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Trouble In Mind – a 60 year old play still relevant today

13 Oct 2017

Here’s a woman for our attention this Black History Month… Alice Childress. Childress was an extraordinary woman and playwright. She was the first African-American woman to win an OBIE award (for her production of Trouble in Mind in 1956), to direct a show off Broadway, and to have a play professionally produced in New York. This autumn, one of her greatest works, Trouble in Mind, was shown at the Coronet Printroom, with a stellar cast.

A scathing indictment of racism in theatre, Trouble in Mind follows Wiletta Mayer (played by Tanya Moodie), a talented black actress who has spent a lifetime growing her career in theatre. Her dreams appear to be realised after being cast on Broadway in Chaos, an anti-lynching play with a white director. But she begins to find her role increasingly difficult to relate to as its clear the play is entirely tailored to be “relatable” to a white audience – a plot point that becomes all the more ironic when Childress refused a Broadway transfer of her play when producers attempted to change the script to be palatable for a more “commercial” *side eye* audience.

Throughout the play I was astounded by how many themes Trouble in Mind touched upon; intersectional feminism, the constant work black women do for a fraction of the acknowledgement (if any at all), even mansplaining. Wiletta’s character is constantly trying to give her input to the play and how to make her in-play character more real, but is silenced every time by the director. In one instance, her argument is dismissed as a white man comments, ”coloured women wake up each morning with their fists balled up, ready to fight.” There was a moment of recognition for all the women of colour in the audience, palpable to all there. It was such an important moment of representation and understanding for us all.

Childress’ witty script is peppered with examples of textbook white feminism, brought to fruition so perfectly by the cast with nothing more than knowing silences. One moment in particular rang true despite the play being 60 years old. A white woman attempts a motivational speech, saying; “my mother always told me never have limits on the horizon, your reach is infinite.” What she sees as a lovely sentiment is an incredibly tone-deaf proclamation. Her lecture ignores the fact that she is white woman speaking to an audience of black people in 1957. White feminism seems as present now as it was then, and the silence that follows said more than any words ever could. It was an incredible play to witness, and one that felt (maybe frustratingly) at home both in 1956 and 2017.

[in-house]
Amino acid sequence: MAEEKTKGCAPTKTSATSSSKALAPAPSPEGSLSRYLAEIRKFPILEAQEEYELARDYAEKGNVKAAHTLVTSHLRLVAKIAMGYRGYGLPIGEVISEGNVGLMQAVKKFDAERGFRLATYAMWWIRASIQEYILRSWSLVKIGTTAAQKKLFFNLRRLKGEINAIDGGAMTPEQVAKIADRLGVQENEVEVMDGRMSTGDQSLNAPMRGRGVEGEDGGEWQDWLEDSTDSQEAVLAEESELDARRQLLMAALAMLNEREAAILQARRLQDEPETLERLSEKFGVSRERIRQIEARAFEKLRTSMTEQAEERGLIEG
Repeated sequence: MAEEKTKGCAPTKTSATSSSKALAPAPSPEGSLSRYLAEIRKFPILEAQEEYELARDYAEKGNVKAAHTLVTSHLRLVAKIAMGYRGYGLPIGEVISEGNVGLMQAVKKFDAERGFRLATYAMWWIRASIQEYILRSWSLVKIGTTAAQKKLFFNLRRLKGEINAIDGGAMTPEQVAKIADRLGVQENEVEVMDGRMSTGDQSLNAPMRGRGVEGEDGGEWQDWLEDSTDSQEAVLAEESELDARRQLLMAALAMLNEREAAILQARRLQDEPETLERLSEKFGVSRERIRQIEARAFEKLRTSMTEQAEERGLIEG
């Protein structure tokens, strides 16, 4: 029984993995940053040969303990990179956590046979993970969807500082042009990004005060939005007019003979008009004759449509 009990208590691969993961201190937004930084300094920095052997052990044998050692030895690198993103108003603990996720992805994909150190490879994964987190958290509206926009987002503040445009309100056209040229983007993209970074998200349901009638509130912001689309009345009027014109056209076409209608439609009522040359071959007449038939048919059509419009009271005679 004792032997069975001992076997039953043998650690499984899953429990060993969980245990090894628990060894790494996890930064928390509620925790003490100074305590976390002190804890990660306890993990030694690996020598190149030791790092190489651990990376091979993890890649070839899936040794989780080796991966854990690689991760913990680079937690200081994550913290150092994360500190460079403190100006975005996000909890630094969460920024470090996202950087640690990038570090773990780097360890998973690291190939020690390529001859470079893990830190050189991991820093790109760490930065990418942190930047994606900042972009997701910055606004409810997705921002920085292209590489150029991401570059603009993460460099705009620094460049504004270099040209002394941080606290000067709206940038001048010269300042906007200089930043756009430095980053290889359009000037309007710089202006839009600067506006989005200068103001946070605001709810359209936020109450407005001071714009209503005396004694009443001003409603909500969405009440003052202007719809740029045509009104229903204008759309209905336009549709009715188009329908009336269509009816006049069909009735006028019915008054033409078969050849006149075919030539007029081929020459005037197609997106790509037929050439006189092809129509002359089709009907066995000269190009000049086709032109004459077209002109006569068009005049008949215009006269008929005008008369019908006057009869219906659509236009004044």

I spoke to Tanya Moodie after the show to understand a little more about the process of putting on the play.

The company and the cast were so brilliant, and it was clear what a family you all were, I was just wondering, as you played such a pivotal role in getting the play put on, how did that effect the rehearsal process for you? Was it difficult to give control over?

I remember at my first rehearsal thinking “oh my god I can’t believe this has come to fruition from me sitting on my living room floor on the carpet!” The reason I really wanted Laurence to direct it was from what I noticed in another play written by another amazing black woman writer, is that there are some experiences that are just known. I learned that actually… it is a huge advantage to have an innate understanding of what it means to be ‘other’ when directing. What it means to be this intersection, black woman verging on middle aged. The time in terms of when it was set and what it was like for black people – that stuff you understand through research, but there are some subtleties like when a character says this or that, and its impact that only those who have experienced this intersection will really get. That nuance can be lost if it’s not drawn out, so I was acutely aware that if I felt something needed to be highlighted that I spoke up. Obviously I’m not the director so I didn’t want to be stepping on anyone’s toes but I really felt it was important.

Trouble In Mind

Faith Alabi and Jonathan Slinger in Trouble in Mind at Print Room at the Coronet. Photo by Hugo Glendinning.

I was wondering if you have words of advice for actors who were in your position or who are just starting out and find themselves also frustrated at roles that don’t seem to be appearing for them?

In my journey, I just did whatever was right in front of me. It’s a combination of two things, one is to think forward, to how they feel they want to be living their lives. Say someone is twenty right now –  imagine yourself at 50, what would be around you? What have you accomplished? How are you living? You can do all the details as well, what makes you really happy. Happiness is fundamental, not what other people think they should be doing, what makes you happy. Then work backwards from there. Say “OK so where do you need to be at 40 to achieve that at 50?” and then 30, and then 25, and then 20. Bring it right down to now… Always bring it back to what makes you happy. That question surprises a lot of artists, because often what they think makes them happy is based off other people’s perceptions. This industry is plagued with comparison. And then just do what is in front of you, if you have the sketch of what makes you happy now, then opportunities will present themselves.


Trouble In Mind ran at the Coronet Print Room – more information & tickets for the final runs can be found here.

A copy of Alice Childress’ work can be found here.